Coronary (Artery) Disease Clinical Trial
Does the Human Gut Microbiome Serve as a Novel Personalized Therapeutic Target for Coronary Atherosclerosis?
Background: The human gastrointestinal system is populated with a variety of symbiotic
microorganisms, namely microbiota. The microbiome is the total genetic data of the
microbiota. The human gut microbiota interacts extensively with the host through metabolic
exchange; thereby contribute to a variety of metabolic and immunologic mechanisms in the
human body. Coronary artery disease (CAD) is major cause of morbidity and mortality
worldwide and is a major field of interest in microbiota research. There have been several
findings that connect the gut microbiota to CAD pathophysiology, but these data relates
solely to the interaction between human gut microbiome and cardiovascular risk factors. As
far as known , data regarding patients who already developed CAD is lacking.
Aims: To investigate gut microbiota of patients with CAD, thereby allowing the adjustment of personalized treatment by changing the pro-atherosclerotic environment in the gut.
Methods: Study participants will include patients arriving to Rabin Medical Center with suspected CAD. Patients will provide medical, lifestyle, and nutritional questionnaires. Vital signs measurements will be taken as well as fecal samples and/or rectal swabs. Blood samples will be drawn to measure blood chemistry including lipid profile and trimethylamine-N-oxide (TMAO) levels. Patients will undergo cardiac CT and/or cardiac catheterization in accordance with the decision of the cardiologist to evaluate and/or treat CAD. Genomic DNA will be extracted from stool samples for Microbiome analysis.
Innovation: The hypothesis is that there is a unique microbiota pattern in patients with coronary atherosclerosis, which may contribute to the pathogenesis and/or expression of CAD. Knowing the unique microbiota in patients with coronary disease, would render it as novel target for treatment, either primary or secondary prevention.
Collaboration: Between Cardiology department at Rabin Medical Center and the lab of Prof. Eran Segal located at the Weizmann Institute of Science. The collaboration between these two groups will combine the clinical expertise of treating cardiac patients with novel scientific technology and concept.
The human gastrointestinal system is populated with a variety of symbiotic microorganisms, namely microbiota. Its total weight is approximately 2 kilograms, containing trillions of microorganisms. The microbiome is the total genetic (metagenomic) data of the microbiota. In recent years, the development of efficient methods for genome sequencing and bio-informatics has enabled fast and accurate quantification and qualification of the microbiome, made microbiome analysis leading method of microbiota research.
Coronary artery disease (CAD) accounted for more than 8 million deaths yearly worldwide. In particular, acute coronary syndrome (ACS) remains a major cause of morbidity and mortality and is responsible for more than 1 million hospital admissions in the United States annually. The pathophysiologic hallmark of ACS is coronary thrombosis caused by atherosclerotic plaque injury, with two types of injuries being described. The first is plaque rupture, which remains the most common cause of coronary athero-thrombosis, and the second is superficial plaque erosion which is recognized with increasing frequency. As opposed to plaque rupture, lesions that are caused by erosion do not have thin fibrous caps, abundant inflammatory cells, or a large lipid core, but rather rich in extracellular matrix, such as proteoglycans and glycosaminoglycans.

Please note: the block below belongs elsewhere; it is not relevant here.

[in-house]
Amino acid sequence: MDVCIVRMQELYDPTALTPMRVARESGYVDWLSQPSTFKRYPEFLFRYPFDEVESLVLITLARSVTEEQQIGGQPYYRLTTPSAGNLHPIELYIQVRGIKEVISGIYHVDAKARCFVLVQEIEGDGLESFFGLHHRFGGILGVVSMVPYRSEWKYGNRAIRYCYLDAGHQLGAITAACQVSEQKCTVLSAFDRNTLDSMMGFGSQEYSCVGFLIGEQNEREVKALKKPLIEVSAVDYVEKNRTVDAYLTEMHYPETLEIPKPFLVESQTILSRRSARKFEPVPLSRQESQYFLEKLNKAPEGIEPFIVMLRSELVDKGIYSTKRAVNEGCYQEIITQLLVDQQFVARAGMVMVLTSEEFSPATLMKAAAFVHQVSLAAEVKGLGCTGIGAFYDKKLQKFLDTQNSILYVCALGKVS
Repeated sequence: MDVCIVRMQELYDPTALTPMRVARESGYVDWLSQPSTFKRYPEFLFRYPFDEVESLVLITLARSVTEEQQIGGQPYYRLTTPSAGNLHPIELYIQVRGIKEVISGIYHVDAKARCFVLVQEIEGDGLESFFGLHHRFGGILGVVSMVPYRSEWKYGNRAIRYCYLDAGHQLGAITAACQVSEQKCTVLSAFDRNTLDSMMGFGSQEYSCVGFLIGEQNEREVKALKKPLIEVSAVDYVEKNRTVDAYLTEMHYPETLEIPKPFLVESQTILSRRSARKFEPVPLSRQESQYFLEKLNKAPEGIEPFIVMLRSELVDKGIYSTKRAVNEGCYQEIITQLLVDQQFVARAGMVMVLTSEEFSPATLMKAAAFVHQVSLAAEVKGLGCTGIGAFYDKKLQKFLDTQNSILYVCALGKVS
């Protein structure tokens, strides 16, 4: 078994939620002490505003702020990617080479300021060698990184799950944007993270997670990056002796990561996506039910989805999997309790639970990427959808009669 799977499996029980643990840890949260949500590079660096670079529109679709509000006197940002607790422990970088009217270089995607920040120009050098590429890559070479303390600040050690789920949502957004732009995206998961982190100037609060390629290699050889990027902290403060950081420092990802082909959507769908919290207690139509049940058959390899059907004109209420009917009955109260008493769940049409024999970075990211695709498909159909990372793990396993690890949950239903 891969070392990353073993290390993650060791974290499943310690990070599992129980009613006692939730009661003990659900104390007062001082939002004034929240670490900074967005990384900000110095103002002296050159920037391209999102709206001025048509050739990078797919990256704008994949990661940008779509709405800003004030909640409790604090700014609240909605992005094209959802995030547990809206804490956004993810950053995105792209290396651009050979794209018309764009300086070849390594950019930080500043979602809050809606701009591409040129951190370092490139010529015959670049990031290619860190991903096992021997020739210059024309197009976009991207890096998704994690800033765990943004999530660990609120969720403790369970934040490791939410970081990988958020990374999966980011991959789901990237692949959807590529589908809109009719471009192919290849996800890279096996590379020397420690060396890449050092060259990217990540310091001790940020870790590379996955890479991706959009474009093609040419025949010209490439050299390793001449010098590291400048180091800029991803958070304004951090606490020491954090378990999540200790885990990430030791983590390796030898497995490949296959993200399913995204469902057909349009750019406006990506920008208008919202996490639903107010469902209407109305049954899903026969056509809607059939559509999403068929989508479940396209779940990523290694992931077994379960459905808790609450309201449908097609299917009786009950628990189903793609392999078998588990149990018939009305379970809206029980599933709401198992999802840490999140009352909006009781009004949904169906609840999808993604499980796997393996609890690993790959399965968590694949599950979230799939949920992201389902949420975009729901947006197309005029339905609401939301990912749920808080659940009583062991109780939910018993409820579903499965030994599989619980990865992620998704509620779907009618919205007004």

Imaging studies such as coronary computed tomographic angiography (CCTA) and diagnostic coronary catheterizations with or without optical coherence tomography (OCT) are being used increasingly in clinical practice in order to characterize the mechanism responsible for unstable/vulnerable atherosclerotic plaque.
The human gut microbiota interacts extensively with the host through metabolic exchange and co-metabolism of substrates; thereby contribute to a variety of metabolic and immunologic mechanism in the human body. CAD is a major field of interest in microbiota research, and there have been several findings that connect the gut microbiota to CAD pathophysiology. First, microbiota was associated with metabolic syndrome, namely obesity and insulin resistance. It is hypothesized that gut microbiota may increase short-chain fatty acid, that eventually increase appetite, thus causing obesity. Another hypothesis is that gut microbiota endotoxins may translocate into the bloodstream, elicit inflammatory cascade that eventually promote atherosclerosis. Second, microbiota may also have a role in the development of atherosclerosis. In patients with symptomatic atherosclerosis, there is a unique microbiome pattern that may have pro-inflammatory characteristics. Recently, a unique microbial pattern was found among patients with high cardiovascular risk profile. Third, gut microbiota metabolize dietary phosphatidylcholine (lecitine) to produce the metabolite trimethylamine-N-oxide (TMAO), which is associated with increased risk of cardiovascular events.
The data published so far relates solely to the interaction between human gut microbiome and cardiovascular risk factors. To the best of the investigator's knowledge and understanding, the microbiome analysis of patients with an established diagnosis of CAD (including ACS) is lacking.
The purpose of the current study is to investigate the gut microbiota of patients with symptomatic CAD, both in stable and during acute phases. The investigators hypothesize that the study participants would present with a unique microbiome signature that may provide a novel insight into the pathophysiology of atherosclerotic CAD while affording putative therapeutic implications.